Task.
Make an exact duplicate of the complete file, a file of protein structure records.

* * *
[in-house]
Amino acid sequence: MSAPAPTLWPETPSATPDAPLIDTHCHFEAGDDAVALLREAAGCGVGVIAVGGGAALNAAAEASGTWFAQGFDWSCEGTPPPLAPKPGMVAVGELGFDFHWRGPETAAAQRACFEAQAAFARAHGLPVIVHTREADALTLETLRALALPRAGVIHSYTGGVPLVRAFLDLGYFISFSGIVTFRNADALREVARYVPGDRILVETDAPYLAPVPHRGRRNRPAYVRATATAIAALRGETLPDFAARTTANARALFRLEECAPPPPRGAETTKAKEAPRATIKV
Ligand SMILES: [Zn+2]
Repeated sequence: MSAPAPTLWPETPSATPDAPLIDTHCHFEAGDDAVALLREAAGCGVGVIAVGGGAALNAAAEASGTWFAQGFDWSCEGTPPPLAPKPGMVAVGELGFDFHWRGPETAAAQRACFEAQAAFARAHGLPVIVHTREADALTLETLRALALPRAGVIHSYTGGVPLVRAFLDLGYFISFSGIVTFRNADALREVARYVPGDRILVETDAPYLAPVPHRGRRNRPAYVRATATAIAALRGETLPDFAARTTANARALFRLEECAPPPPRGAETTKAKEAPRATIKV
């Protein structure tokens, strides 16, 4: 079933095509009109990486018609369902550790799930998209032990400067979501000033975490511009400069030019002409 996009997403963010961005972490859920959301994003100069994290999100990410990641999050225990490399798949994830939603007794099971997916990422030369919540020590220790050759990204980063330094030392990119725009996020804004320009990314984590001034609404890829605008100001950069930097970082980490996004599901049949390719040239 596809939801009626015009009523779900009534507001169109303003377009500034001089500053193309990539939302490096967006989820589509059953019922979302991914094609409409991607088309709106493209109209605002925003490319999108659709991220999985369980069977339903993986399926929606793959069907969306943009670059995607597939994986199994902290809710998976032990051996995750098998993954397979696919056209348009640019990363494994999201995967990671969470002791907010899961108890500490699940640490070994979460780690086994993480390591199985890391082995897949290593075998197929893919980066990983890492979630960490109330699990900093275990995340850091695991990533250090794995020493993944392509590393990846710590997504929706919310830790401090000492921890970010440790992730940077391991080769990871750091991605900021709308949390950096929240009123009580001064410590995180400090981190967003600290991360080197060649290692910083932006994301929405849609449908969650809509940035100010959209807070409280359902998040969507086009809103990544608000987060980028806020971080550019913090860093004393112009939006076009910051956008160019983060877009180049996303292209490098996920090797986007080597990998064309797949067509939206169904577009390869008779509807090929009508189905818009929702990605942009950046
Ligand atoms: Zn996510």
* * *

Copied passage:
[in-house]
Amino acid sequence: MSAPAPTLWPETPSATPDAPLIDTHCHFEAGDDAVALLREAAGCGVGVIAVGGGAALNAAAEASGTWFAQGFDWSCEGTPPPLAPKPGMVAVGELGFDFHWRGPETAAAQRACFEAQAAFARAHGLPVIVHTREADALTLETLRALALPRAGVIHSYTGGVPLVRAFLDLGYFISFSGIVTFRNADALREVARYVPGDRILVETDAPYLAPVPHRGRRNRPAYVRATATAIAALRGETLPDFAARTTANARALFRLEECAPPPPRGAETTKAKEAPRATIKV
Ligand SMILES: [Zn+2]
Repeated sequence: MSAPAPTLWPETPSATPDAPLIDTHCHFEAGDDAVALLREAAGCGVGVIAVGGGAALNAAAEASGTWFAQGFDWSCEGTPPPLAPKPGMVAVGELGFDFHWRGPETAAAQRACFEAQAAFARAHGLPVIVHTREADALTLETLRALALPRAGVIHSYTGGVPLVRAFLDLGYFISFSGIVTFRNADALREVARYVPGDRILVETDAPYLAPVPHRGRRNRPAYVRATATAIAALRGETLPDFAARTTANARALFRLEECAPPPPRGAETTKAKEAPRATIKV
């Protein structure tokens, strides 16, 4: 079933095509009109990486018609369902550790799930998209032990400067979501000033975490511009400069030019002409 996009997403963010961005972490859920959301994003100069994290999100990410990641999050225990490399798949994830939603007794099971997916990422030369919540020590220790050759990204980063330094030392990119725009996020804004320009990314984590001034609404890829605008100001950069930097970082980490996004599901049949390719040239 596809939801009626015009009523779900009534507001169109303003377009500034001089500053193309990539939302490096967006989820589509059953019922979302991914094609409409991607088309709106493209109209605002925003490319999108659709991220999985369980069977339903993986399926929606793959069907969306943009670059995607597939994986199994902290809710998976032990051996995750098998993954397979696919056209348009640019990363494994999201995967990671969470002791907010899961108890500490699940640490070994979460780690086994993480390591199985890391082995897949290593075998197929893919980066990983890492979630960490109330699990900093275990995340850091695991990533250090794995020493993944392509590393990846710590997504929706919310830790401090000492921890970010440790992730940077391991080769990871750091991605900021709308949390950096929240009123009580001064410590995180400090981190967003600290991360080197060649290692910083932006994301929405849609449908969650809509940035100010959209807070409280359902998040969507086009809103990544608000987060980028806020971080550019913090860093004393112009939006076009910051956008160019983060877009180049996303292209490098996920090797986007080597990998064309797949067509939206169904577009390869008779509807090929009508189905818009929702990605942009950046
Ligand atoms: Zn996510």